Friday, January 18, 2013
On August 28, 1963 Martin Luther King Jr. did what he’d done countless times before: he began building a sermon. And in his sermons King relied on improvisation, drawing on sources and references that were limited only by his imagination and memory. It’s a gift — and a tradition — on full display in the "I Have A Dream" speech, but it’s also in conflict with the intellectual property laws that have been strenuously used by his estate since his death. In a segment originally aired in 2011, OTM producer Jamie York speaks with Drew Hansen, Keith Miller, Michael Eric Dyson and Lewis Hyde about King, imagination and the consequences of limiting access to art and ideas.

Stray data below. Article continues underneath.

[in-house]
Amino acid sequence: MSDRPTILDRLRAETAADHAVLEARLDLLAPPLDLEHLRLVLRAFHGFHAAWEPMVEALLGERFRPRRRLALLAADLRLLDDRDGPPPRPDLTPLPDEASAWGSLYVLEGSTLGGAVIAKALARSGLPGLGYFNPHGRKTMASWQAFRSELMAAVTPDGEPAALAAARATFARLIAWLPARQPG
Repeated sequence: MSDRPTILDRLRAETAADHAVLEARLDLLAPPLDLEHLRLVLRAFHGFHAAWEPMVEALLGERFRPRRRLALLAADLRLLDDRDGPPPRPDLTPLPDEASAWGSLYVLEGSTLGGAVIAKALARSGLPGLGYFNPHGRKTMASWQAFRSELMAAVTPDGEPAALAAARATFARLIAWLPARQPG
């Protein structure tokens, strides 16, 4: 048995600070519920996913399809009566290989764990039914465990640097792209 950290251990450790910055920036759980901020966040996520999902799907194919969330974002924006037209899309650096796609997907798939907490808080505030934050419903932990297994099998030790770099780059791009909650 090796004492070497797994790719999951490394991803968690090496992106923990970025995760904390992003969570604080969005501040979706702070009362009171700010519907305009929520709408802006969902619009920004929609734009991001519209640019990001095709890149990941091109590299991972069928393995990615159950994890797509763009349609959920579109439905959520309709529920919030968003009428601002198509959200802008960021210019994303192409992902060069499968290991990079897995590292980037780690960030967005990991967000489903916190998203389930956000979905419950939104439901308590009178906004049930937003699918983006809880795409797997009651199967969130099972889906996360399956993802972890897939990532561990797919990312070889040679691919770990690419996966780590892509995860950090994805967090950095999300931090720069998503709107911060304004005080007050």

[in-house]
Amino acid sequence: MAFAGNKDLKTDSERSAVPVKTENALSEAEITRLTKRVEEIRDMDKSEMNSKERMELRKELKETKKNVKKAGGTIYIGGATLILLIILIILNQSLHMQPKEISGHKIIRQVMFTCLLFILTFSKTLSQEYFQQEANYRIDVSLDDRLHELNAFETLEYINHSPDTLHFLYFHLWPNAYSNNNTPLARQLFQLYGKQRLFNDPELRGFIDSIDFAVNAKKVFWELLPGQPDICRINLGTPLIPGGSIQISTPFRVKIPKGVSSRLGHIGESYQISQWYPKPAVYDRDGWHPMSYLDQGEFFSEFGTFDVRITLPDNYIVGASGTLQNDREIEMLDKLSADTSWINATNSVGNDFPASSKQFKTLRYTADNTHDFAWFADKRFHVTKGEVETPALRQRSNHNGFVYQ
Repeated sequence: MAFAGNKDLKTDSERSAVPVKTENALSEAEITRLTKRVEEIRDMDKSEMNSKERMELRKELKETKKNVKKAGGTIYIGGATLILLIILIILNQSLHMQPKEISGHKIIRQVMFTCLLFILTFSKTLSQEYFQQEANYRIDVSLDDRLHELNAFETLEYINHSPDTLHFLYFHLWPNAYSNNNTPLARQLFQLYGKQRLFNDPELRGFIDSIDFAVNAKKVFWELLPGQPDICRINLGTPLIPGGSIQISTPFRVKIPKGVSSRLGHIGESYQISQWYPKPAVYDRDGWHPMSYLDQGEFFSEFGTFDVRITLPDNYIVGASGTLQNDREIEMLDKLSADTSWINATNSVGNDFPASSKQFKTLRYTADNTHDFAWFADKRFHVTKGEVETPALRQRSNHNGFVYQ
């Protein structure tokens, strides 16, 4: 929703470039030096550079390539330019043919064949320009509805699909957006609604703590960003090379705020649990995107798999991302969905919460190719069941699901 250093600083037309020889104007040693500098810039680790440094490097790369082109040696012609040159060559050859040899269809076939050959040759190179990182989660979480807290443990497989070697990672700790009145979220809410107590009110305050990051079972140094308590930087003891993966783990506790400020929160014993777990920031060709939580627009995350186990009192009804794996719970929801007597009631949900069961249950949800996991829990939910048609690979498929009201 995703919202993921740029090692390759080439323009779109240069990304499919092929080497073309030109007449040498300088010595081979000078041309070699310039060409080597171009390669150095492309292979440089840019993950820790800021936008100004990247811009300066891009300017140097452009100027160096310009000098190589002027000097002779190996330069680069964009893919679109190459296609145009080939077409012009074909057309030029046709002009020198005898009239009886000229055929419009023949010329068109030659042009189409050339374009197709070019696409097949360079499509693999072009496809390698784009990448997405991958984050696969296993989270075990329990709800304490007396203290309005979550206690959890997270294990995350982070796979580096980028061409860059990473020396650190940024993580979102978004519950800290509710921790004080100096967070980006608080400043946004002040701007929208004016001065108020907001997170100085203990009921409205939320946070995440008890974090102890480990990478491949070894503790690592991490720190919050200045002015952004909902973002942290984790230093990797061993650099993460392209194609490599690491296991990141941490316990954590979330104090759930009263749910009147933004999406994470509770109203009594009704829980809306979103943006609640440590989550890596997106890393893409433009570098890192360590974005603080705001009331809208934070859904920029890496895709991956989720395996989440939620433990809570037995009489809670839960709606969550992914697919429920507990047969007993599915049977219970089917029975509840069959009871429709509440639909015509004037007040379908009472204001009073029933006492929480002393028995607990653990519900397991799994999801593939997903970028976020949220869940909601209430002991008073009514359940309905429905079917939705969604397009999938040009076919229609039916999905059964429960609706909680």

Charles Mingus - Prayer for Passive Resistance (Live at Antibes)
- Dr. Oz, Narratives of Migration, and Cosmic Colors
- What Does a Body Good?
- The Sad Puppy Takeover
- Dr. Oz Fights For Credibility
- "Young, Charismatic, & Ambitious"
- Every Edit You've Ever Made to a Facebook Post Is Visible
- Do URL Believe in Magic?
- Getting Clinical Trials On The Record
- Watchdogs In Tuxedos
- Narratives of Migration